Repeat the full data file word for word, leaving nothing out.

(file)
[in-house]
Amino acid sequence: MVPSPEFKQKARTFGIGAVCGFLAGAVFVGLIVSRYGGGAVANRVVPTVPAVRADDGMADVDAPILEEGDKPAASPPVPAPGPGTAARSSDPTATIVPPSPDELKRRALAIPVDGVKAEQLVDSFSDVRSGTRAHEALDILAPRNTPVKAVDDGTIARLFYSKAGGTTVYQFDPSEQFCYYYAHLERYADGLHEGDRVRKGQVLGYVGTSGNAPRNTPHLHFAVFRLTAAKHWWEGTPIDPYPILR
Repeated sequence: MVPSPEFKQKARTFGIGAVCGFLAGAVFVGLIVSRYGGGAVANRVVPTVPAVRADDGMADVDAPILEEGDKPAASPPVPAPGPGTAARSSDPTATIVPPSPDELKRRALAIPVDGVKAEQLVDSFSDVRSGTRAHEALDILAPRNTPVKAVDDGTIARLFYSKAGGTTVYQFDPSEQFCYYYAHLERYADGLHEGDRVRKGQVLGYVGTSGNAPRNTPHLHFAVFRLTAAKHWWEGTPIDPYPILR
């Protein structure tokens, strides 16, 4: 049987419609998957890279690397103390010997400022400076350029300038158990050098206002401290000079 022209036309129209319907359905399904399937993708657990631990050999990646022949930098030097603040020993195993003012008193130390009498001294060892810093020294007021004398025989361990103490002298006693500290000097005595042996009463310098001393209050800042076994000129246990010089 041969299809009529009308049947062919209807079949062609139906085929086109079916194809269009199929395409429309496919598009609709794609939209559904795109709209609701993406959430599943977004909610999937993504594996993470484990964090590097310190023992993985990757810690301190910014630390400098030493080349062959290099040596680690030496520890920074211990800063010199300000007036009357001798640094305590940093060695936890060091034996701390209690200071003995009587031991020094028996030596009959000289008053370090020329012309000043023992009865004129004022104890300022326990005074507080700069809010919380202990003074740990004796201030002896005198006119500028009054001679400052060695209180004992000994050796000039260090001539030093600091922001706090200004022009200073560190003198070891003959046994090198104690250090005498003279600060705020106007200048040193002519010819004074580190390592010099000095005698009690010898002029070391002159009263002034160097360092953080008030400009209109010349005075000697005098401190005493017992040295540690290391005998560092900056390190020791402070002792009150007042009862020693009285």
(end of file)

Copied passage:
[in-house]
Amino acid sequence: MVPSPEFKQKARTFGIGAVCGFLAGAVFVGLIVSRYGGGAVANRVVPTVPAVRADDGMADVDAPILEEGDKPAASPPVPAPGPGTAARSSDPTATIVPPSPDELKRRALAIPVDGVKAEQLVDSFSDVRSGTRAHEALDILAPRNTPVKAVDDGTIARLFYSKAGGTTVYQFDPSEQFCYYYAHLERYADGLHEGDRVRKGQVLGYVGTSGNAPRNTPHLHFAVFRLTAAKHWWEGTPIDPYPILR
Repeated sequence: MVPSPEFKQKARTFGIGAVCGFLAGAVFVGLIVSRYGGGAVANRVVPTVPAVRADDGMADVDAPILEEGDKPAASPPVPAPGPGTAARSSDPTATIVPPSPDELKRRALAIPVDGVKAEQLVDSFSDVRSGTRAHEALDILAPRNTPVKAVDDGTIARLFYSKAGGTTVYQFDPSEQFCYYYAHLERYADGLHEGDRVRKGQVLGYVGTSGNAPRNTPHLHFAVFRLTAAKHWWEGTPIDPYPILR
């Protein structure tokens, strides 16, 4: 049987419609998957890279690397103390010997400022400076350029300038158990050098206002401290000079 022209036309129209319907359905399904399937993708657990631990050999990646022949930098030097603040020993195993003012008193130390009498001294060892810093020294007021004398025989361990103490002298006693500290000097005595042996009463310098001393209050800042076994000129246990010089 041969299809009529009308049947062919209807079949062609139906085929086109079916194809269009199929395409429309496919598009609709794609939209559904795109709209609701993406959430599943977004909610999937993504594996993470484990964090590097310190023992993985990757810690301190910014630390400098030493080349062959290099040596680690030496520890920074211990800063010199300000007036009357001798640094305590940093060695936890060091034996701390209690200071003995009587031991020094028996030596009959000289008053370090020329012309000043023992009865004129004022104890300022326990005074507080700069809010919380202990003074740990004796201030002896005198006119500028009054001679400052060695209180004992000994050796000039260090001539030093600091922001706090200004022009200073560190003198070891003959046994090198104690250090005498003279600060705020106007200048040193002519010819004074580190390592010099000095005698009690010898002029070391002159009263002034160097360092953080008030400009209109010349005075000697005098401190005493017992040295540690290391005998560092900056390190020791402070002792009150007042009862020693009285």